More than a year and a half after the iPad was introduced, the tablet market is growing by the second. Currently, there is no shortage of options: Kindle Fire, Nook Tablet, Galaxy Tab 10.1, Transformer Prime, iPad 2. Thanks to their larger, more immersive touch screens, productivity capabilities and convenient portability, they offer an entirely different experience when compared to phones and computers, and more and more consumers are taking notice.
Let’s face it, they’ve become the go-to devices for playing games and consuming media. But as more tablets get scooped up, a disparity is emerging that reveals more tablet owners are opting for Wi-Fi-only versions, spurning the heftier-priced 3G options.
As of October 2011, 65 percent of tablet users went with Wi-Fi-only models, according to Connected Intelligence (CI), growing 5 percent since April of the same year. Eddie Hold, CI vice president, explains that there are a number of reasons for greater WiFi reliance.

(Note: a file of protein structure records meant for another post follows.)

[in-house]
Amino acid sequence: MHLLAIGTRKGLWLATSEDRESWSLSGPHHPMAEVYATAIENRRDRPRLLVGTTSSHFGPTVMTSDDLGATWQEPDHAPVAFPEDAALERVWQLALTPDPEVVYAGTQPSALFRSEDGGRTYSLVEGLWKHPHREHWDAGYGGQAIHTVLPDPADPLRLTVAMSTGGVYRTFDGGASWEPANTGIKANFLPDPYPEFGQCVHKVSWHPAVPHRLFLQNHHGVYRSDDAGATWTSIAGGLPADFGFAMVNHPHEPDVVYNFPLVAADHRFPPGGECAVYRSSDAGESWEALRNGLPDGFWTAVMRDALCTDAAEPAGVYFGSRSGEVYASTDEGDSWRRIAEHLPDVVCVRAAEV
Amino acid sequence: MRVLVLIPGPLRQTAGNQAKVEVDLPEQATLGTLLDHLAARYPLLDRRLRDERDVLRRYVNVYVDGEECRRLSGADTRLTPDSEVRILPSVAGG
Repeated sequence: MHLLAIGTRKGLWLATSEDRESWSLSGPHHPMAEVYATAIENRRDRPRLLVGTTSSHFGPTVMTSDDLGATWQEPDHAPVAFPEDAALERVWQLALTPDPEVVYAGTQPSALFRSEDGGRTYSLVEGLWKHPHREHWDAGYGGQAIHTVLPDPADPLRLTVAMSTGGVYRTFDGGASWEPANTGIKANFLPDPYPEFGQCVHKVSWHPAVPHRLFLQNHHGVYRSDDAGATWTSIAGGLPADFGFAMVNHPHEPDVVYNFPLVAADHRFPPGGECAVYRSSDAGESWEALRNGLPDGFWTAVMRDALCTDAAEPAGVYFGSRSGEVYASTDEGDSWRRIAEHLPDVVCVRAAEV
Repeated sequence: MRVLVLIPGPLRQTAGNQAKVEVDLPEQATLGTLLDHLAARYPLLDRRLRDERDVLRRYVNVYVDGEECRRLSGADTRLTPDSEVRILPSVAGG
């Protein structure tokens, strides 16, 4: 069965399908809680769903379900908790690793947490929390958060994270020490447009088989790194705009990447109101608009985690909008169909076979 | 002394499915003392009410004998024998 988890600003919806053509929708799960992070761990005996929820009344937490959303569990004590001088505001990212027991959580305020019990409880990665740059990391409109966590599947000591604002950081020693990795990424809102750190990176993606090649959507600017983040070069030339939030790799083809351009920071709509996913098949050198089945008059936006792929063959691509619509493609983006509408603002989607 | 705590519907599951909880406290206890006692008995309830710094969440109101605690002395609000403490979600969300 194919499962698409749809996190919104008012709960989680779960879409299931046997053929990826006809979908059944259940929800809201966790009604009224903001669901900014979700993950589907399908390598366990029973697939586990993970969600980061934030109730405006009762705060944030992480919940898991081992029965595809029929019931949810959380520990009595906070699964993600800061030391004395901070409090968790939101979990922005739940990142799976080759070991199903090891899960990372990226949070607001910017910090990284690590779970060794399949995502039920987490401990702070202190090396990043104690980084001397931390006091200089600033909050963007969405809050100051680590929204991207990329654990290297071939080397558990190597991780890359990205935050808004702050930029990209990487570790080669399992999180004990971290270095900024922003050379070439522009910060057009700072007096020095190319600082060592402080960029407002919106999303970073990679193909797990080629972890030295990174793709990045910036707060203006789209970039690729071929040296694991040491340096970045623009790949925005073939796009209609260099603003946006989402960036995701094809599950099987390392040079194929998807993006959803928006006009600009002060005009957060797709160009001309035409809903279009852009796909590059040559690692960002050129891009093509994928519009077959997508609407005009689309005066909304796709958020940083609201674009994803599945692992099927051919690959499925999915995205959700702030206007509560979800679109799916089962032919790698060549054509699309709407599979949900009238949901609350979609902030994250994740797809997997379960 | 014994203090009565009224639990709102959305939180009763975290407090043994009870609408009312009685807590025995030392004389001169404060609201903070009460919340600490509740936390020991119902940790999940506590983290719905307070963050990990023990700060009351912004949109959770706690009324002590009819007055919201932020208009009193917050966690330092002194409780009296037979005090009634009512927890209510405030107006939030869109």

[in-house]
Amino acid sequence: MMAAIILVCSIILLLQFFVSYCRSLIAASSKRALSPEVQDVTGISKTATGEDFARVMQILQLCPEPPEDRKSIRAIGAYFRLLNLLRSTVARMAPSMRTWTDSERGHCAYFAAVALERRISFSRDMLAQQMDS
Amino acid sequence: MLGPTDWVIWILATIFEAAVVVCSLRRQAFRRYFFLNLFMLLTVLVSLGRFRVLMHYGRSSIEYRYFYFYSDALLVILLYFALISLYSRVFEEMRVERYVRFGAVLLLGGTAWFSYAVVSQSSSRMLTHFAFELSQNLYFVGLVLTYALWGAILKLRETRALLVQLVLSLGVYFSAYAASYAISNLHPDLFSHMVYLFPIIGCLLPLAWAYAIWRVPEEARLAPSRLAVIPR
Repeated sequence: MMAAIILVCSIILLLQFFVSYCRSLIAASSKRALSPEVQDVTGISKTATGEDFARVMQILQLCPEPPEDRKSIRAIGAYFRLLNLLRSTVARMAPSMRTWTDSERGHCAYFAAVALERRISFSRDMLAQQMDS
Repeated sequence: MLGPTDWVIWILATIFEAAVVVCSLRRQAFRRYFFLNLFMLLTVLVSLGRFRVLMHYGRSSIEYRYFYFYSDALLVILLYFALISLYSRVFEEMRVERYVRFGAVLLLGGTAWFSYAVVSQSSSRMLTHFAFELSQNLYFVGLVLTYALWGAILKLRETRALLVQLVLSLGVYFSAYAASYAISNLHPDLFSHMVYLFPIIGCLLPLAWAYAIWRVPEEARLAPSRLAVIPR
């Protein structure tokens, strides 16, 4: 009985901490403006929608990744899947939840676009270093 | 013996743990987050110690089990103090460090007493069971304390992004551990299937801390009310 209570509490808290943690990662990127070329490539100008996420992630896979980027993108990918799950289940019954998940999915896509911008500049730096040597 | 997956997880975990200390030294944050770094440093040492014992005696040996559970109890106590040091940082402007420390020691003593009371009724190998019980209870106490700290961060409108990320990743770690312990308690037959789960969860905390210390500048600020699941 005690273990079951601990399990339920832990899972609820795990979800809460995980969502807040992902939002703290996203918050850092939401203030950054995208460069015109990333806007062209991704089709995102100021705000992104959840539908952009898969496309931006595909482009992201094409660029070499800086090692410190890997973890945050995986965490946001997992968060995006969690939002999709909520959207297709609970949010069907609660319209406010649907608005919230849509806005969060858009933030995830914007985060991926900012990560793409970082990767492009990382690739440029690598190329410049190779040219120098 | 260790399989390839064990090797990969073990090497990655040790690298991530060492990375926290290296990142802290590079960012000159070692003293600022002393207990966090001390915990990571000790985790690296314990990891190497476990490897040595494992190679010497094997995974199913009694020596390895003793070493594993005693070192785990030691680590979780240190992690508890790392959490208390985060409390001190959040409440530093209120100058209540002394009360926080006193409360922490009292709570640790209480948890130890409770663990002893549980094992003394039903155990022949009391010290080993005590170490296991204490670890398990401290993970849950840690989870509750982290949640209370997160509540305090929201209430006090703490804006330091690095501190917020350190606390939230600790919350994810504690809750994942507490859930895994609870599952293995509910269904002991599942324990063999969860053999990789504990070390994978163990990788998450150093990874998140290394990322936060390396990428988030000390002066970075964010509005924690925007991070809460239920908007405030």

Concern over the high cost of cellular data plans is certainly an issue, but more consumers are finding that Wi-Fi is available in the majority of locations where they use their tablets, providing them ‘good enough’ connectivity. In addition, the vast majority of tablet users already own a smartphone, which fulfills the ‘must have’ connectivity need.
In addition, Hold acknowledged the fact that newer tablets, such as the Kindle Fire, don’t even provide cellular connectivity, no doubt to keep cost down to compete with Apple’s iPad.
The results are unsurprising, and it makes one wonder if the numbers will change once LTE tablets start hitting the market. As CI points out, early tablet adopters went for 3G options to “future proof” their devices, but with Wifi seemingly everywhere, users likely aren’t needing cellular service as much as they anticipating.
Which option do you prefer?